For example purposes I would use the example given of a 65 year old male offered 6.2% per annum of the investment amount. For question 1, you must do your research and find a high quality annuity provider. That risk at whatever percent is there and would be an extreme negative so no one annuity plan should be the basis of a retirement, only a portion of a retirement.

I would propose a remarkably simple, easy to implement plan, that allows for extreme clarity in future cash flows and allowable spending for an annuity portion of a retirement plan - spend one half and invest any remaining funds at the start of each year in a US Treasury 10 year bond, adjust the spending each year by the CPI reducing future investments by the amount increased.

Assume a $250,000 portfolio to invest which results in an annual payout of $15,625 and an equivalent withdrawl rate of 3.1% of the $250,000. For a totally fixed investment the withdrawl rates to be successful cannot be 4%, this is a price you must be willing to pay to beat inflation. If this is not an acceptable withdrawl rate then I think another investment vehicle would be needed.

As an example of how this investment would perform in an era of increasing inflation, the death knoll of fixed asset investment I took a look of what wouldhappen if one retired on January 1, 1964 and died on December 31,1997. The years prior to retirement had been an extremely calm time with almost no inflation but times were about to change with inflation rising above 10 percent and in the 70's and extending in to the early 1980's.

So our retiree went off contentedly spending the $7,812.50 the first year and each year took the annual CPI printed in his daily newspaper to determine how much to spend in the coming year.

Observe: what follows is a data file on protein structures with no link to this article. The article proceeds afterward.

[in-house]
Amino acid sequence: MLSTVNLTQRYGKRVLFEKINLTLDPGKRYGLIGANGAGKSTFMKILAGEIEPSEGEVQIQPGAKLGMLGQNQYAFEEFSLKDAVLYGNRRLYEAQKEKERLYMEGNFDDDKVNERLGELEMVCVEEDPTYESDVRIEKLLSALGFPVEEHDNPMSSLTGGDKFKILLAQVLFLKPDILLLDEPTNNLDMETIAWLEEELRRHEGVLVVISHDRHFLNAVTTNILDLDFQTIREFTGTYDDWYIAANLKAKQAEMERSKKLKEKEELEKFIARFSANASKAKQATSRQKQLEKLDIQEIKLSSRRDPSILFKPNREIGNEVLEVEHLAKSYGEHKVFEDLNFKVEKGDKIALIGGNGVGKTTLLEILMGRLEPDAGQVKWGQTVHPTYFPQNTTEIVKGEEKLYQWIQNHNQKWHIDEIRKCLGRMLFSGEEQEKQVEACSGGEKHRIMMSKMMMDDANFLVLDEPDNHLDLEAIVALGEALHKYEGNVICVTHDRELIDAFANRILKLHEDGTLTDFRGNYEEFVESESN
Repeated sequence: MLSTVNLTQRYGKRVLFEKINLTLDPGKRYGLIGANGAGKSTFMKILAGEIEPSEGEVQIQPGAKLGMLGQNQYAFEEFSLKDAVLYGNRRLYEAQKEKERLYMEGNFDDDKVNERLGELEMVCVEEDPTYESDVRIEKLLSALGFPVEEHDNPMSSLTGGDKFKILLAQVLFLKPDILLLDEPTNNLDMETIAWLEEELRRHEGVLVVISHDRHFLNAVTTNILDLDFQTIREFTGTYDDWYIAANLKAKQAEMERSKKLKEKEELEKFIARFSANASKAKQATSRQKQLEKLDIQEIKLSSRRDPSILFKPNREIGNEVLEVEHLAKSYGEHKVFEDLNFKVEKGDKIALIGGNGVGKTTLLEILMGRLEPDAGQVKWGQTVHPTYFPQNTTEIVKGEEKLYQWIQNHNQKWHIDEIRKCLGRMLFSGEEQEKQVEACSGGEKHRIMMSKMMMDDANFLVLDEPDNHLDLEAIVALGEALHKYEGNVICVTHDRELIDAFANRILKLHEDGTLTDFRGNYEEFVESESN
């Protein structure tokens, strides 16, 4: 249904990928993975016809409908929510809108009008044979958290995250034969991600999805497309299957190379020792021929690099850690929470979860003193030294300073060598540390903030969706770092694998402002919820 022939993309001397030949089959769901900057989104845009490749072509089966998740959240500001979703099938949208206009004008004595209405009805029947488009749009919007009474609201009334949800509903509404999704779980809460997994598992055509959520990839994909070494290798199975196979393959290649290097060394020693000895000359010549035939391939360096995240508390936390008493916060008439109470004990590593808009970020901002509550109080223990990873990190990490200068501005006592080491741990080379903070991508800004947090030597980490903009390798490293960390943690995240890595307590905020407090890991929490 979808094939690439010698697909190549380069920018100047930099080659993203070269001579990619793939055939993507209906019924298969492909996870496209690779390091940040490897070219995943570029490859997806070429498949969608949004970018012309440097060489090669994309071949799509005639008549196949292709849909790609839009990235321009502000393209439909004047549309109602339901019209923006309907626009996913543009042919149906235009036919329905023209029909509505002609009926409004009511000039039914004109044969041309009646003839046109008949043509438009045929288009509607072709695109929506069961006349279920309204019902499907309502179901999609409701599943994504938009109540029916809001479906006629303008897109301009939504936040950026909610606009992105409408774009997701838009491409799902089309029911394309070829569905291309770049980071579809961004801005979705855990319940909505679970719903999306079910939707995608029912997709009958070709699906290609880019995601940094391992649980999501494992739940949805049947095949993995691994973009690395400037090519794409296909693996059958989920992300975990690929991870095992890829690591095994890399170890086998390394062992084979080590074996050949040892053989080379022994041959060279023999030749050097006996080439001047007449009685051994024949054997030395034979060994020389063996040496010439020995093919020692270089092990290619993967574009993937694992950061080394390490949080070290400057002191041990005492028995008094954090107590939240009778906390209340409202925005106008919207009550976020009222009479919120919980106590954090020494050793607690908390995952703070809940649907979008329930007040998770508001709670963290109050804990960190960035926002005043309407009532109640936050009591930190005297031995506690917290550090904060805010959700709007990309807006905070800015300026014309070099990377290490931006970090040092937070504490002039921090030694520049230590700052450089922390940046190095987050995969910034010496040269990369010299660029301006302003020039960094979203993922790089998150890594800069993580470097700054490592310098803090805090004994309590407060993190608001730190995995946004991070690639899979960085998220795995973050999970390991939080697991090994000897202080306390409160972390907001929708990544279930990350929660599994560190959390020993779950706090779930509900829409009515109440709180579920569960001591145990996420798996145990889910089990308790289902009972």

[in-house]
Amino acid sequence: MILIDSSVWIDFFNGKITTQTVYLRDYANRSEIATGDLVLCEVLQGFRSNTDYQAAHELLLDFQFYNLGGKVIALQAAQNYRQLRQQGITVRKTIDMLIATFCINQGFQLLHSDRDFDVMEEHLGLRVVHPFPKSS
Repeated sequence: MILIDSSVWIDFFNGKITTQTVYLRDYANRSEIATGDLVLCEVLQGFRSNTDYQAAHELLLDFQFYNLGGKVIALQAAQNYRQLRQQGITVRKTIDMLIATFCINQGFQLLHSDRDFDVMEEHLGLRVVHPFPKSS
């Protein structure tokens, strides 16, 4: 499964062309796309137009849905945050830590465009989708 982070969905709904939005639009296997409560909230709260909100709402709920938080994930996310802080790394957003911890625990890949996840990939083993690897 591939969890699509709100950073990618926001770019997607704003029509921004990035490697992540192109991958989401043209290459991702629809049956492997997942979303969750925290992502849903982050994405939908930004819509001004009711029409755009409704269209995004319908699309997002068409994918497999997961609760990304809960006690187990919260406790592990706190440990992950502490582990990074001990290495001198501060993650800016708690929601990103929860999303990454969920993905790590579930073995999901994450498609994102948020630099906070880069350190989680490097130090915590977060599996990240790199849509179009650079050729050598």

In the 15th year - 1979 with our retiree at age 80 inflation had brought the spending to more than the original annuity paid. By that time our retiree would have $137,000 invested in 10 year bonds providing $8,996 of income. By age 90 the original spend of $7,812.50 would have been inflated to a need of $30,196.87. But at that age he now owned $186,000 worth of bonds providing $17,310 of investment income or more than the original SPIA provided. This is also the peak of the investment and over the following 8 years by the death of our retiree the estate would have had $133,000 worth of 10 year bonds to distribute to his heirs having spent $40,057 in his final year. Our retiree lived his entire 33 year retirement in economic oblivion with fixed instruments and never a cutback in spending or an issue of cash flow, nor a decision on to whether to buy or sell something or if he should take precautionary cutbacks.

Over his retirement our retiree spent a total of $717,355 dollars with $531,250 having been provided by the SPIA. Interest earned in the retirement years was $318,884.

The most important point in my view is that at any point in time after the first 10 years of investing the retiree could plan minimum cash available to spend for the coming 10 years in precise terms. With the cash from annuity, dividend payments and principal payments all on a fixed schedule. I think predictable cash flows make quite a good component of a retirement plan and the value of predictable cash flow is not seen well enough by a population more concerned about optimization of investment returns.
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Old 12-05-2013, 12:49 PM   #94
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These statements are so hard to read/follow when you consider the differences between annuities that are sold through individuals vs. ones you buy through a brokerage company that doesn't involve an insurance company. There really needs to be two different threads.

You can sell your brokerage annuity back to the brokerage 5 days or 5 years or 20 years, etc.after you buy it with no penalties at all. None.

Another overlooked item is when considering the HCA these annuities are not counted towards income because they are mutual fund holdings.

Also, the dividends are not listed out as an individual line item so there is no tax on them either. The value of your mutual fund just rises.

Your yearly income rises (assuming the stock market rises) but can never fall if the market falls.

I own 3 of these and they are the best INVESTMENT purchase I have made. That's right, they are an investment. It is the Wellington mutual fund that I hold right next to the same Wellington mutual fund in my same brokerage account.